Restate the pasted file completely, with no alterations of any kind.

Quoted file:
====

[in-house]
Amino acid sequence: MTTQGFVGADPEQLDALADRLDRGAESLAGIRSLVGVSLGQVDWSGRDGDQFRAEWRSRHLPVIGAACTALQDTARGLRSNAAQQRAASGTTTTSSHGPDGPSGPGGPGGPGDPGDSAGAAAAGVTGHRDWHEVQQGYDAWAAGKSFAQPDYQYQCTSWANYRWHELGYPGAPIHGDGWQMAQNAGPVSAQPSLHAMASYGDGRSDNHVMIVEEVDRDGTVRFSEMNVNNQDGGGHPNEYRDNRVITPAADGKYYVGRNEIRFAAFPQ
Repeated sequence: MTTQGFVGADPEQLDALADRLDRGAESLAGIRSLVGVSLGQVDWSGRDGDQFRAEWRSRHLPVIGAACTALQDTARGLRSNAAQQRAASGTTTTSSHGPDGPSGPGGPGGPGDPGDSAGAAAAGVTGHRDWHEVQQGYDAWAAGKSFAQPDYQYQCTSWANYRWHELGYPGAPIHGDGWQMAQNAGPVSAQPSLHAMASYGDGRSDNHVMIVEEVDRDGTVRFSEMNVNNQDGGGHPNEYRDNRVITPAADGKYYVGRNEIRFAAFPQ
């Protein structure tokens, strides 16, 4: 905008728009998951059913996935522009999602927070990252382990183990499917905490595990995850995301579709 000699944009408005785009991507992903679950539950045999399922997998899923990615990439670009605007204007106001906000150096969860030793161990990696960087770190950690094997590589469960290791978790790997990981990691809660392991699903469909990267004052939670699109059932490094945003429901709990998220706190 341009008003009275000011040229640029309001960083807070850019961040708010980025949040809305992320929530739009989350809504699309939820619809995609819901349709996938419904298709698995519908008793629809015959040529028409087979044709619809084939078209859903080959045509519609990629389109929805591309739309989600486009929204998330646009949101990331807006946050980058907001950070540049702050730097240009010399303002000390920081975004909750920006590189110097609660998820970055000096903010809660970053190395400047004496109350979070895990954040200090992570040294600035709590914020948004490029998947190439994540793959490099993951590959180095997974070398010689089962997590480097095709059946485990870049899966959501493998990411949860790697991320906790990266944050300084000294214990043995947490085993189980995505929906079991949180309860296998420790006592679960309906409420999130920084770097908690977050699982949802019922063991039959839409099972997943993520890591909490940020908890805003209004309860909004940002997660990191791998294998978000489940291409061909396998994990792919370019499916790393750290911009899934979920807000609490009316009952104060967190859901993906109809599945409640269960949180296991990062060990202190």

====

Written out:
[in-house]
Amino acid sequence: MTTQGFVGADPEQLDALADRLDRGAESLAGIRSLVGVSLGQVDWSGRDGDQFRAEWRSRHLPVIGAACTALQDTARGLRSNAAQQRAASGTTTTSSHGPDGPSGPGGPGGPGDPGDSAGAAAAGVTGHRDWHEVQQGYDAWAAGKSFAQPDYQYQCTSWANYRWHELGYPGAPIHGDGWQMAQNAGPVSAQPSLHAMASYGDGRSDNHVMIVEEVDRDGTVRFSEMNVNNQDGGGHPNEYRDNRVITPAADGKYYVGRNEIRFAAFPQ
Repeated sequence: MTTQGFVGADPEQLDALADRLDRGAESLAGIRSLVGVSLGQVDWSGRDGDQFRAEWRSRHLPVIGAACTALQDTARGLRSNAAQQRAASGTTTTSSHGPDGPSGPGGPGGPGDPGDSAGAAAAGVTGHRDWHEVQQGYDAWAAGKSFAQPDYQYQCTSWANYRWHELGYPGAPIHGDGWQMAQNAGPVSAQPSLHAMASYGDGRSDNHVMIVEEVDRDGTVRFSEMNVNNQDGGGHPNEYRDNRVITPAADGKYYVGRNEIRFAAFPQ
């Protein structure tokens, strides 16, 4: 905008728009998951059913996935522009999602927070990252382990183990499917905490595990995850995301579709 000699944009408005785009991507992903679950539950045999399922997998899923990615990439670009605007204007106001906000150096969860030793161990990696960087770190950690094997590589469960290791978790790997990981990691809660392991699903469909990267004052939670699109059932490094945003429901709990998220706190 341009008003009275000011040229640029309001960083807070850019961040708010980025949040809305992320929530739009989350809504699309939820619809995609819901349709996938419904298709698995519908008793629809015959040529028409087979044709619809084939078209859903080959045509519609990629389109929805591309739309989600486009929204998330646009949101990331807006946050980058907001950070540049702050730097240009010399303002000390920081975004909750920006590189110097609660998820970055000096903010809660970053190395400047004496109350979070895990954040200090992570040294600035709590914020948004490029998947190439994540793959490099993951590959180095997974070398010689089962997590480097095709059946485990870049899966959501493998990411949860790697991320906790990266944050300084000294214990043995947490085993189980995505929906079991949180309860296998420790006592679960309906409420999130920084770097908690977050699982949802019922063991039959839409099972997943993520890591909490940020908890805003209004309860909004940002997660990191791998294998978000489940291409061909396998994990792919370019499916790393750290911009899934979920807000609490009316009952104060967190859901993906109809599945409640269960949180296991990062060990202190």